Taking the “service” out of “service station”

For the past week or two, we’ve been having a problem with a slow leak in one of our tires.  Well, at least, it was a slow leak until this weekend, when it turned into a fast leak, and we’re going to have to get it fixed tomorrow.  In the meantime, we’ve stopped at a number of service stations to top up the air; we have a little electric pump that plugs into a lighter jack, but it’s a lot slower than service-station pumps.  It’s simply astounding how many service stations don’t have working air.  It is, in fact, sufficiently astounding that a little shaming of the guilty is in order…

Market Street Gulf, at 195 North Beacon Street in Brighton, has a big “free air” sign, but doesn’t actually have air available.  “We turned it off because the gauge is broken,” explained the technician after I spent several minutes trying to figure out where it was, and another several minutes trying to locate the technician, who was nowhere to be found (apparently, he went out for coffee) despite the “trained technician on duty” sign.  From what I could see, it had been quite a while since air was available at this station.  Either fix the gauge or take down the sign, idiots!

Newton Center Gulf, at 732 Beacon Street in Newton, also has a big “free air” sign.  Only after you’ve taken the time to pull into the service station and back your car up to the air pump do you notice the small, hand-written “out of order” sign taped to it.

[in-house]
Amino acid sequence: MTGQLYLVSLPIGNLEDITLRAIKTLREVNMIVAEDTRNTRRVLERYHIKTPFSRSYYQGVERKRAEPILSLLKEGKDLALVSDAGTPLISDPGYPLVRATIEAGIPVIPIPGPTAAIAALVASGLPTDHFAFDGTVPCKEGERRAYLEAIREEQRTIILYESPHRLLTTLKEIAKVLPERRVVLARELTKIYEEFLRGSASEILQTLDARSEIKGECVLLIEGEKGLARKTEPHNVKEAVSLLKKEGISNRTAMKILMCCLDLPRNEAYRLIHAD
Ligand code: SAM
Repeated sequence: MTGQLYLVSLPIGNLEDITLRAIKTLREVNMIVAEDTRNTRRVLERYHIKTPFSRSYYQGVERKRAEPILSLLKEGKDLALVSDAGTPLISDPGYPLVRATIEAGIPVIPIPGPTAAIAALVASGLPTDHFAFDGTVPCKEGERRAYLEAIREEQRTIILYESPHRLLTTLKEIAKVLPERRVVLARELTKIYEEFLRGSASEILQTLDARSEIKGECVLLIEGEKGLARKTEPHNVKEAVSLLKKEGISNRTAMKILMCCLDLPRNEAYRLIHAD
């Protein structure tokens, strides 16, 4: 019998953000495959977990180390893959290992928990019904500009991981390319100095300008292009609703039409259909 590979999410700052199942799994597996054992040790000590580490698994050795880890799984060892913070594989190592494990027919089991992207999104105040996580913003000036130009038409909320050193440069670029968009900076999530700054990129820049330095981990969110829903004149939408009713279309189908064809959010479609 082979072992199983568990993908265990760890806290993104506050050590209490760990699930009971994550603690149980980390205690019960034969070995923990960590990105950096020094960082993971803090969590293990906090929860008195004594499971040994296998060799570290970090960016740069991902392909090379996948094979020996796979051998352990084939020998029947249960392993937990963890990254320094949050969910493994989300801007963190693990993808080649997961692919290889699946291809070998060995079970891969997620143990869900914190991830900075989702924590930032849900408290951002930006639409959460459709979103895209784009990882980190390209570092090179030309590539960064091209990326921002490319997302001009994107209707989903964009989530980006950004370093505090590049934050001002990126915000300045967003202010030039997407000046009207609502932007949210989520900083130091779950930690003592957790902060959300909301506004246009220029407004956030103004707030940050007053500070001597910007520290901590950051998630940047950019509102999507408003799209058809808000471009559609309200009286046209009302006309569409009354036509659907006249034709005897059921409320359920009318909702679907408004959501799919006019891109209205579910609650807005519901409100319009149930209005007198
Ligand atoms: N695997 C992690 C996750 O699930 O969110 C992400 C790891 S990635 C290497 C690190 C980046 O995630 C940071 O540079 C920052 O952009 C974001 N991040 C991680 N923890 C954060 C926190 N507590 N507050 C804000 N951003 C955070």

Allson Car Wash, a Mobil station at 434 Cambridge Street in Allston, has a fancy high-tech air pump — you set the tire pressure you want and it automatically fills the tire to the specified pressure.  Well, at least, that’s how it’s supposed to work.  I checked the pressure today with my own gauge, a few days after topping up all four tires at Allston Car Wash, and the three that aren’t leaking were all around ten pounds higher than the pressure I keyed into the air pump. It’s both dangerous and bad for the tires to over-inflate them, so this is completely unacceptable.

Here’s a clue to service station managers everywhere: a working pump that costs a few quarters is a lot better than a broken pump that’s free, and a low-tech pump with an accurate, low-tech pressure gauge is a lot better than a high-tech pump which damages your tires and makes your car unsafe to drive.

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